How to build an igloo
Looking for some cozy Winter Wonderful accommodation? You don’t have to be an Eskimo or Inuit to stay in an igloo. Try igloo camping in a pre-made igloo or, better yet, make one yourself. Here’s how!
While the igloo may be one of those iconic winter images that everyone is fascinated by, few have ever actually seen one. And fewer still have slept in one. This winter, while you’re travelling, don’t shun winter by staying indoors. Stay in an igloo! You can have a little fun by making an igloo of your own or you can go camping and stay in a pre-made igloo.
Igloo – or or iglu from Inuktitut – means “the house” and is the traditional home of the Inuit of Northern Canada. While we may see it as a fun thing to try, it’s a necessity for surviving in cold in snowy climates where trees and other forms of shelter are unavailable.
The beauty of making an igloo is in its simplicity. All you need is a saw or long knife to cut blocks of snow. Locating the proper, hardened snow is essential, so that your igloo won’t crumble apart as you build up your walls. Finding a location where the snow is at least one metre deep is perfect, as the deeper snow can be used to hollow out the inside of your igloo and create a nice sleeping area.
1. CUT THE SNOW BLOCKS
Hardened snow that can create sturdy blocks 20-30cm thick is ideal. You can cut a number of blocks at the start, before beginning the actual building of the igloo. To save time, it is best to cut these first blocks from where the inside of your igloo will be located.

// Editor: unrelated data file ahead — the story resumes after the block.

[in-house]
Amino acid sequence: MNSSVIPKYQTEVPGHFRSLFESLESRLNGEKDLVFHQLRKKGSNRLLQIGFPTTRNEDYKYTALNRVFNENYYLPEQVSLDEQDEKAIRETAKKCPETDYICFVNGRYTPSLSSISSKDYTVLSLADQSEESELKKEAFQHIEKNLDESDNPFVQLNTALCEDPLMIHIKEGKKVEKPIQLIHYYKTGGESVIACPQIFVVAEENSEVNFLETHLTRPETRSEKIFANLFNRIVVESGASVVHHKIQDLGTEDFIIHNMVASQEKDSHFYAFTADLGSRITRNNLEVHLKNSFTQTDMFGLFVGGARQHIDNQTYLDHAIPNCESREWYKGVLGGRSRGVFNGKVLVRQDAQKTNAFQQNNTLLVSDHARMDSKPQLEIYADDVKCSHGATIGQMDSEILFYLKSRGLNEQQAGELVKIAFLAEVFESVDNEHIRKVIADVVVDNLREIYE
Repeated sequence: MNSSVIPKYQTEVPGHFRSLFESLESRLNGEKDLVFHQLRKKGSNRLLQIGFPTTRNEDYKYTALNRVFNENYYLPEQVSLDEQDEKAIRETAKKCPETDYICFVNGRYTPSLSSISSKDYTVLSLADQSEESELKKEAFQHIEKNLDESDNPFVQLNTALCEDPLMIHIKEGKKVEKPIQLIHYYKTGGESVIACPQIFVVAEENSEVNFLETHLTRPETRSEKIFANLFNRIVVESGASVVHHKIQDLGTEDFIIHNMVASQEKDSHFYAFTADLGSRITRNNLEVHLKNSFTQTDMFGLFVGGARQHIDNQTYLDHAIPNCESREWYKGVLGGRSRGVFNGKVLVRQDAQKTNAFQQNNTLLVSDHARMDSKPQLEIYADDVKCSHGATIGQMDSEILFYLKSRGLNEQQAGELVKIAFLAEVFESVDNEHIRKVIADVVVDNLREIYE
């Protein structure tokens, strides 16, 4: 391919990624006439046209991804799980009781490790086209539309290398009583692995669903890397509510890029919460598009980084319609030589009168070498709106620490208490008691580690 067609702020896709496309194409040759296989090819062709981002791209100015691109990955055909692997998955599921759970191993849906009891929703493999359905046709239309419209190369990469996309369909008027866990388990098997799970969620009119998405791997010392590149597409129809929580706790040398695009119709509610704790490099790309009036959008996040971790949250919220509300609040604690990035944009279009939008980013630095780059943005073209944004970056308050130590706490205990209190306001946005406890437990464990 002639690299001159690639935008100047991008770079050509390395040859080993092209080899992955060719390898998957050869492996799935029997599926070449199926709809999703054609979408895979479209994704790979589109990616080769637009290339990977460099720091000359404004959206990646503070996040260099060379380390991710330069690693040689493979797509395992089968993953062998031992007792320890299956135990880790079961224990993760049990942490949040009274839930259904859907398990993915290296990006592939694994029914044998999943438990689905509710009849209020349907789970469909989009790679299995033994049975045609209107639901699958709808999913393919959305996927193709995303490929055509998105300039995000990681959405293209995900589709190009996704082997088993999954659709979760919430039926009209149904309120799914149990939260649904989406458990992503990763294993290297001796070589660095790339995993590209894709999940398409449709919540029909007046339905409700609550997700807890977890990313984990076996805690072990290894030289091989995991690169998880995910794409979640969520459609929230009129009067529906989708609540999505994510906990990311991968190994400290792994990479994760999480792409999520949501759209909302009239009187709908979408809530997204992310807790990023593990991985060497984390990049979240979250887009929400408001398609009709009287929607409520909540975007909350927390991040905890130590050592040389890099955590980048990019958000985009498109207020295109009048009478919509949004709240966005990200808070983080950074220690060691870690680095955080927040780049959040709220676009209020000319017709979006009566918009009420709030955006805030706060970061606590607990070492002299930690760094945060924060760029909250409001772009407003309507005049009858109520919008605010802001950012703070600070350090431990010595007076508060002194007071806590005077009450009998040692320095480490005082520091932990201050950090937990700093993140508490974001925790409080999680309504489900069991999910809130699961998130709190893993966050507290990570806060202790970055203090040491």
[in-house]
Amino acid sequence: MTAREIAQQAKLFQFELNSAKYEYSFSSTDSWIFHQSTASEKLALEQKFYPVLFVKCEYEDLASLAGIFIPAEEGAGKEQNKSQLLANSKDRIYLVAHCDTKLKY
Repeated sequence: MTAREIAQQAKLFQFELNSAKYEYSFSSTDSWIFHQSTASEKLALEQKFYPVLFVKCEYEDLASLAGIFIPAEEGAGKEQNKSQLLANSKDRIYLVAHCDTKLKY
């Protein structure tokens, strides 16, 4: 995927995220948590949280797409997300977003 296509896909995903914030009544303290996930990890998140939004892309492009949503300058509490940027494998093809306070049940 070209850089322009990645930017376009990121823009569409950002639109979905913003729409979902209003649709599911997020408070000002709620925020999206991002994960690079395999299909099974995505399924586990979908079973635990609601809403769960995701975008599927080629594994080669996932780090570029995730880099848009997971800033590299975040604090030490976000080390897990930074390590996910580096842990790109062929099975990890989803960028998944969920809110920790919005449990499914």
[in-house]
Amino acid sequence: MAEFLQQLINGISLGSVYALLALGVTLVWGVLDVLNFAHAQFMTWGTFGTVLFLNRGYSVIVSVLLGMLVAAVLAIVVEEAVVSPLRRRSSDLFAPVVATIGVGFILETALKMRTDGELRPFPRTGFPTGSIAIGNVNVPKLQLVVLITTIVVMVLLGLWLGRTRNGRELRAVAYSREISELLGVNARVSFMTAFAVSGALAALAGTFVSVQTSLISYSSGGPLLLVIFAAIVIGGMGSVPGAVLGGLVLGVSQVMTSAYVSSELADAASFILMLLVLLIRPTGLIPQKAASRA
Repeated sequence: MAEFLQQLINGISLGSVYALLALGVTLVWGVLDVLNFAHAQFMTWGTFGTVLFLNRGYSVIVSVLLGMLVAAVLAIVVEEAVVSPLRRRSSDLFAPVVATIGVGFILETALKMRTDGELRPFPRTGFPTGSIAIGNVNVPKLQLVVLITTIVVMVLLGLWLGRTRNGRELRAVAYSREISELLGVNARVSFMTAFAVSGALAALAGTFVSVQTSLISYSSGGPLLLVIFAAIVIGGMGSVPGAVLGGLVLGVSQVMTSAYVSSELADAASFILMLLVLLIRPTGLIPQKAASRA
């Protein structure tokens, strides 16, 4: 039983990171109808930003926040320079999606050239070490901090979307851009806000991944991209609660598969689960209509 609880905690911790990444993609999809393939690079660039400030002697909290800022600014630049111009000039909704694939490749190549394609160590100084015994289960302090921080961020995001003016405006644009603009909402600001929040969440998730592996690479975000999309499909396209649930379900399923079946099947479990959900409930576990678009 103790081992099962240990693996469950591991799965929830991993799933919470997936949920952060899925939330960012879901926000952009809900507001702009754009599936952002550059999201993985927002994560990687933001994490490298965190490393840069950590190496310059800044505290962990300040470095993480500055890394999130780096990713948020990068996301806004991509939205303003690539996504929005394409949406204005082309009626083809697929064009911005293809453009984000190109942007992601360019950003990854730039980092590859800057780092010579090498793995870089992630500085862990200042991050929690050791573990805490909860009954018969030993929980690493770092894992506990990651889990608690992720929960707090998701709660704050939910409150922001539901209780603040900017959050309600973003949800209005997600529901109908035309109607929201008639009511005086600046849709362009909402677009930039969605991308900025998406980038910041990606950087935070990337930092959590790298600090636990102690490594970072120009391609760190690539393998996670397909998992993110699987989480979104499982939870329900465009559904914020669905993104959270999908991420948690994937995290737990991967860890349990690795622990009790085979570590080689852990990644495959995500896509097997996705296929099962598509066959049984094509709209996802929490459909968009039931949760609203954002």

2. IGLOO BASE
Creating a circular base is crucial to igloo building. Once the bottom layer of blocks is completed, you will want to cut the edges of them so that the tops are angled inwards, and have a gradual incline, similar to a spiral staircase.
3. BUILDING THE IGLOO
Continuing around and around, your igloo will eventually take shape as the snow blocks reach a point where the Igloo is waist high. At this point you should dig out the floor of the Igloo, so that it is lower than that first row of blocks, giving you more head room inside.
4. FINISHING THE IGLOO
The last few blocks near the top will need to be placed carefully from inside the Igloo, to avoid any collapse. Once completed, dig out an entrance for your igloo, then fill in all the holes and cracks between the blocks.
The snow will be insulating, but it will still be cold if you’re planning to sleep inside your igloo! You can add a couple of snow ledges for candles if you want, just be careful and be sure to poke some air vent holes in the top of the Igloo, to avoid melting. Igloo making can be a great winter activity with friends or family. It will take a few hours of hard work, so be prepared.
If you’d rather have someone else do all the work for you, then you can stay in some pre-made Igloos at many winter parks across Canada.
Some popular choices include Parc national des Monts-Valin and Parc national du Bic, which both provide igloo camping in Quebec, or the people at Westcoast Adventures in British Columbia, who offer some fun igloo adventures.
For more tips, watch this classic National Film Board of Canada 1949 short, How to build an Igloo.